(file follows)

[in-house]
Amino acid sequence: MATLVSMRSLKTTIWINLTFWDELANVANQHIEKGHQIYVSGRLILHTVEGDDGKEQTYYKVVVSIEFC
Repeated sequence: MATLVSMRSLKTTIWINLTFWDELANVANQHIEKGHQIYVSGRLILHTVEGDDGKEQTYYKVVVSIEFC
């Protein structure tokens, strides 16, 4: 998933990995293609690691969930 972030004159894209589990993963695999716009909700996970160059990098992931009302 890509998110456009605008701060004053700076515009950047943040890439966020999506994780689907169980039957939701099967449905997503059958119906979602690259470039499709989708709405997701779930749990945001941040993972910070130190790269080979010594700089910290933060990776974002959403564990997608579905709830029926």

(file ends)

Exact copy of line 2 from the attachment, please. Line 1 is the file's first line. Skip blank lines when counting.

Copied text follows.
Amino acid sequence: MATLVSMRSLKTTIWINLTFWDELANVANQHIEKGHQIYVSGRLILHTVEGDDGKEQTYYKVVVSIEFC